We spent 3 hours in the Furnace and as we came over one of the last staircases of rock I asked, “When do we drop the ring into the fires of Mordor?”
Fiery Furnace turned out to be the best hike ever! It was challenging but not impossible. It was scary but I didn’t cry or get vertigo. It was hard work, but I wasn’t limping when we finished. A lot of people tell me that they hate hiking. But for me, there is really something fantastically fulfilling about climbing a mountain, or in this case, climbing through a tavern of enormous rocks. There are sights in the Furnace that I don’t imagine you would see anywhere else.
I admitted to Bruce that I only agreed to do it so as not to greatly disappoint him. But I was so glad I did it, and would gladly go again. He also had a blast and was extremely grateful that the screaming little girl who resides inside me didn’t take over the brave rock climber that was now growing in me.
We thanked Casey over and over for doing such a great job and for taking such good care of me. Then we decided to keep hiking, as there was still more that we wanted to see that day. So we drove to Sand Dune Arch and Broken Arch and spend about an hour playing around in there. And by the time we came out of that hike, I really was limping, more like hobbling, to the car. So we called it a day. And a fabulous day at that! Trying not to think about the pain and exhaustion after hiking 6 hours that day, I was feeling so lucky to live here in Utah where there are such beautiful things to see, such adventures to be had, and my best friend right beside me to have them with me. And tomorrow’s adventure, the most famous of the Arches - Delicate arch! Coming soon…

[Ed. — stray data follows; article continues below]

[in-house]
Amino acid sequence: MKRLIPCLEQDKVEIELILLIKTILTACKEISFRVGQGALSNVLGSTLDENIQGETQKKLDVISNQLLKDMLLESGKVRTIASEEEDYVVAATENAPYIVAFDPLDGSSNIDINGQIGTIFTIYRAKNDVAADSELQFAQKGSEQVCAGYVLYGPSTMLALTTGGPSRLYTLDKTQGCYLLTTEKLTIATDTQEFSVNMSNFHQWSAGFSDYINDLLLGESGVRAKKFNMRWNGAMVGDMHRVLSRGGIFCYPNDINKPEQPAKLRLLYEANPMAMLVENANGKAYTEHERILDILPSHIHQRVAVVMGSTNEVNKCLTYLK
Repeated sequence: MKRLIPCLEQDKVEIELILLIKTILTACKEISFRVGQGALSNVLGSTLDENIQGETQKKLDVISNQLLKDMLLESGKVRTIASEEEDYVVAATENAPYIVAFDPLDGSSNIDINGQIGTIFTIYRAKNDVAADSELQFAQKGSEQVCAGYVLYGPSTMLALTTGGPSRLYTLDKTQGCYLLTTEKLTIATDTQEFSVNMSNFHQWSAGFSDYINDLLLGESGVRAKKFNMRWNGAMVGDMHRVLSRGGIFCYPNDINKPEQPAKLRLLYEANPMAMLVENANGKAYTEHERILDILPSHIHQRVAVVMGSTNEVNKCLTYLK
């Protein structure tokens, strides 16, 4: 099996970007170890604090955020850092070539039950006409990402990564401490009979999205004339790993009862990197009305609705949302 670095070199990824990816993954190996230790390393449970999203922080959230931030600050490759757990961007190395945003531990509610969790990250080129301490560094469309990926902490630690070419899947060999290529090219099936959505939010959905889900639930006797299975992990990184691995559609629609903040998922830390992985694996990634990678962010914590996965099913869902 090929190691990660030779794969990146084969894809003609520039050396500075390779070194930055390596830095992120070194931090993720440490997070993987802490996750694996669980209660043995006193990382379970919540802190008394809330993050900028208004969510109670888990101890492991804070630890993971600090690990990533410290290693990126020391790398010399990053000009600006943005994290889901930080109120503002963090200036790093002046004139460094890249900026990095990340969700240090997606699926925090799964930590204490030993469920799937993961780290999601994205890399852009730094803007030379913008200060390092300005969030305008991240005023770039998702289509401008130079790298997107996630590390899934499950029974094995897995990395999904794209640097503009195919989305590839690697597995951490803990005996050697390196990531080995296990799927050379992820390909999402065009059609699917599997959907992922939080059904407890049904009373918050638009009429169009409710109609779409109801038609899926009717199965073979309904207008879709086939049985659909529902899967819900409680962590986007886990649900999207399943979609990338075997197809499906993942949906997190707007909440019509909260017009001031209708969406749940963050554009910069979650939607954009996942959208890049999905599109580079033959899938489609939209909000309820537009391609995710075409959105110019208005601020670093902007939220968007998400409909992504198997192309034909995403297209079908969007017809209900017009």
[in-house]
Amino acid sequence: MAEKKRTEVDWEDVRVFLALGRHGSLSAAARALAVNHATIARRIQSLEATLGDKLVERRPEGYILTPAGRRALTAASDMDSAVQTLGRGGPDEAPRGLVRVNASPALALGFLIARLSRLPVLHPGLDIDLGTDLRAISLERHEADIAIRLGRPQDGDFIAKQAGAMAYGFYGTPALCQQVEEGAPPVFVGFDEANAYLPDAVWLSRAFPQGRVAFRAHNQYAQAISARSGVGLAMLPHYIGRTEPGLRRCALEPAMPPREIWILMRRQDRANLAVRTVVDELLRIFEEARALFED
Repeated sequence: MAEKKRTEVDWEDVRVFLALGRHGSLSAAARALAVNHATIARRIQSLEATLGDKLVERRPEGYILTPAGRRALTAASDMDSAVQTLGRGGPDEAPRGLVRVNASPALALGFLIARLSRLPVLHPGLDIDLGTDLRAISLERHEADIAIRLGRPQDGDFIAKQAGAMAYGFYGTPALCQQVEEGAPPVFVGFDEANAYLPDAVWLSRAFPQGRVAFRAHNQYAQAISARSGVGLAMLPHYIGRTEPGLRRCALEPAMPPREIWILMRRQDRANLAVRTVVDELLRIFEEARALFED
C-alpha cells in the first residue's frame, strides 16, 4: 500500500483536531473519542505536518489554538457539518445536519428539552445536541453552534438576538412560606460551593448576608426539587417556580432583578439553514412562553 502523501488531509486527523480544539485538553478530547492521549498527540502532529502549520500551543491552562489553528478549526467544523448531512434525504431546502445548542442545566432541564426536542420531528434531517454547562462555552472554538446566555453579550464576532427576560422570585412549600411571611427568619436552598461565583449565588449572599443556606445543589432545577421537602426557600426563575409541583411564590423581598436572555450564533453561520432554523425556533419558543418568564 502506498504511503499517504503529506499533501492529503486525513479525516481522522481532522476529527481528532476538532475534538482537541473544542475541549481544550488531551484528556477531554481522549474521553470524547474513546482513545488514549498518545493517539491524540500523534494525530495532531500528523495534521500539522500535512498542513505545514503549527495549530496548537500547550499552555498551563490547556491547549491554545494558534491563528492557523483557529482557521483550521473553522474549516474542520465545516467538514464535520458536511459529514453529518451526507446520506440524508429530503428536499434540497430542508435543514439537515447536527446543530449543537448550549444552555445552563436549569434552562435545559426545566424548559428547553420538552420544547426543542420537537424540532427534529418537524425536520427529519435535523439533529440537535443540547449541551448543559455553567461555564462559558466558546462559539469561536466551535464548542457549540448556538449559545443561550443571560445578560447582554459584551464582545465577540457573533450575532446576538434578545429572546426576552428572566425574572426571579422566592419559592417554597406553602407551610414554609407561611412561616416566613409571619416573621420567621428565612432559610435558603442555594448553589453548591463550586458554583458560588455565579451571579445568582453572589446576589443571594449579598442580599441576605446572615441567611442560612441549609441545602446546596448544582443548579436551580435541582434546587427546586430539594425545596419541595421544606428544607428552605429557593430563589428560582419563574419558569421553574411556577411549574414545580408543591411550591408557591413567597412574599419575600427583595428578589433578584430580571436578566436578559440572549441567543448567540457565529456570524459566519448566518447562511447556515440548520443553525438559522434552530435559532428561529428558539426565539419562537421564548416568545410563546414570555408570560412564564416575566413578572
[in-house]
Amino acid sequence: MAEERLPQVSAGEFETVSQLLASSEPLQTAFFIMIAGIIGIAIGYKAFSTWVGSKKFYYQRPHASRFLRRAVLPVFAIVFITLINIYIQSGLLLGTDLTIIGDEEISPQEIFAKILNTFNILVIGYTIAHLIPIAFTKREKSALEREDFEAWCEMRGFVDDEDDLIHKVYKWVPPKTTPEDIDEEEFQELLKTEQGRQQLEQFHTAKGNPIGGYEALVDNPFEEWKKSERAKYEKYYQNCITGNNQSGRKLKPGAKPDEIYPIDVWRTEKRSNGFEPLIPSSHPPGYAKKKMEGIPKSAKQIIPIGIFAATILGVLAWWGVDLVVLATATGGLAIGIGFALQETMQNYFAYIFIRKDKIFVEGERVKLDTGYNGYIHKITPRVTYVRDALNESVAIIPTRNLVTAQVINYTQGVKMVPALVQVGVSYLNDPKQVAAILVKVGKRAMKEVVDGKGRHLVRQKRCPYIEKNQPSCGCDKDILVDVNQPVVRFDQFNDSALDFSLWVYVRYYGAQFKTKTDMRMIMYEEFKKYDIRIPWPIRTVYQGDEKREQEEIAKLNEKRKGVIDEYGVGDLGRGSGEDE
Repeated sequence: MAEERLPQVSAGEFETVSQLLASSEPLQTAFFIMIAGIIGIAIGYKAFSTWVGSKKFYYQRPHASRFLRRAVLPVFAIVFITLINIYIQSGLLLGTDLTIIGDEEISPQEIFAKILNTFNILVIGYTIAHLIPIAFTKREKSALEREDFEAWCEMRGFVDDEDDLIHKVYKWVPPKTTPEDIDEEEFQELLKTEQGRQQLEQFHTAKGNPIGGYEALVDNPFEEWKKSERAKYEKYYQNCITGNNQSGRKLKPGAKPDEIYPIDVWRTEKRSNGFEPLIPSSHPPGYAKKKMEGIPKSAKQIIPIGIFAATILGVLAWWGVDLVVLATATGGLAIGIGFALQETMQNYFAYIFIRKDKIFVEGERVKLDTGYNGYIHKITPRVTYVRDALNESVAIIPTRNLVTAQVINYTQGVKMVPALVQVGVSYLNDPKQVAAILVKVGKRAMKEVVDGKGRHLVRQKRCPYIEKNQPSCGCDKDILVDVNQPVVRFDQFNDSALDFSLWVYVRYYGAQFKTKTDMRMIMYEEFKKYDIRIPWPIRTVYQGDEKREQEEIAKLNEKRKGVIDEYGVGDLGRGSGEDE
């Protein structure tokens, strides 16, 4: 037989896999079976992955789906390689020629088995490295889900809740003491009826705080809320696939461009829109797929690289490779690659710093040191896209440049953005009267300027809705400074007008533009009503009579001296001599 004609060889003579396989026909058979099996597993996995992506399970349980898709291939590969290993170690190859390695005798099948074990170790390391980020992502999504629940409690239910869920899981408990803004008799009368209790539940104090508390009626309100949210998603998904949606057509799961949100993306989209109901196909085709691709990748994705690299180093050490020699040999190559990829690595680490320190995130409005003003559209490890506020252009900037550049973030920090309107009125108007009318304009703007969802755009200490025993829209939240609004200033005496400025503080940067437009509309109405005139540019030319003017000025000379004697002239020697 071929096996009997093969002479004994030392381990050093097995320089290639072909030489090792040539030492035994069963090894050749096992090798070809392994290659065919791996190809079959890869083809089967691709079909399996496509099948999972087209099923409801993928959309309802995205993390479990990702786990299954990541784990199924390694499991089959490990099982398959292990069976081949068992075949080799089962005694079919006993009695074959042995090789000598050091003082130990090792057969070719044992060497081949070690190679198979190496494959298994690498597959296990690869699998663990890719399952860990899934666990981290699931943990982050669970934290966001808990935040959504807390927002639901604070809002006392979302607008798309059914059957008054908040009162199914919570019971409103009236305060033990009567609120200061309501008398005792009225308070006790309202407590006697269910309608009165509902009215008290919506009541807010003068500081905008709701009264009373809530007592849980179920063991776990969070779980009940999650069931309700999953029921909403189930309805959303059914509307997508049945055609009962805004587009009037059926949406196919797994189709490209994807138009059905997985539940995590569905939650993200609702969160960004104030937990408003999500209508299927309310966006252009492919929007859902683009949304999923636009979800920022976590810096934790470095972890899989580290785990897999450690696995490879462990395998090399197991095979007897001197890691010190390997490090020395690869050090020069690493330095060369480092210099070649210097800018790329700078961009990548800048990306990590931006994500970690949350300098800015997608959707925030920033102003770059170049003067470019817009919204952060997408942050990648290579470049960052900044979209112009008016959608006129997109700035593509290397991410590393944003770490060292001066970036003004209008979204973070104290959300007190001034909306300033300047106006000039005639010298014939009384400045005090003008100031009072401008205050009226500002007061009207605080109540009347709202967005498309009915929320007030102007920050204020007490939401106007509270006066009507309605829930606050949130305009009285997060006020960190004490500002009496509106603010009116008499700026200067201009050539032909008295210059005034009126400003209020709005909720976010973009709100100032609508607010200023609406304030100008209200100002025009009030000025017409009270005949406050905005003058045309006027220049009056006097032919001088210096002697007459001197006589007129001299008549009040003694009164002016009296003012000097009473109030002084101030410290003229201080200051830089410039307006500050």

I know this might be a little after-the-fact, but that’s pretty much how I work. Bruce and I recently had the opportunity to have a short getaway without the boys to Moab, Utah, which is about a 4 hour drive from where we live. After what turned out to be one of the most adventurous trips ever, I made a… well, somewhat of a joke about blogging about it. I don’t do a whole lot of blogging, it’s hard for me to find the time to sit at the computer and type for hours on end, and I tend to ramble a bit. But Bruce wants me to do it so here it goes.
In order for you to understand what this trip meant for me, I guess you’d have to understand some of my issues. Issue #1: Ever since I was little I have had an extraordinary fear of heights, and it’s only gotten worse as I’ve gotten older. I could go on forever on this subject, but to shorten the matter, I have been known to have panic attacks on airplanes, scream bloody murder when driving on mountain ledge roads, and well, I think you get the picture. I’m sure to some people I am a complete spazz, and I very well may be, but falling to my death would surely be the worst way to die, and every time I’m on a high ledge, I see it clearly happening.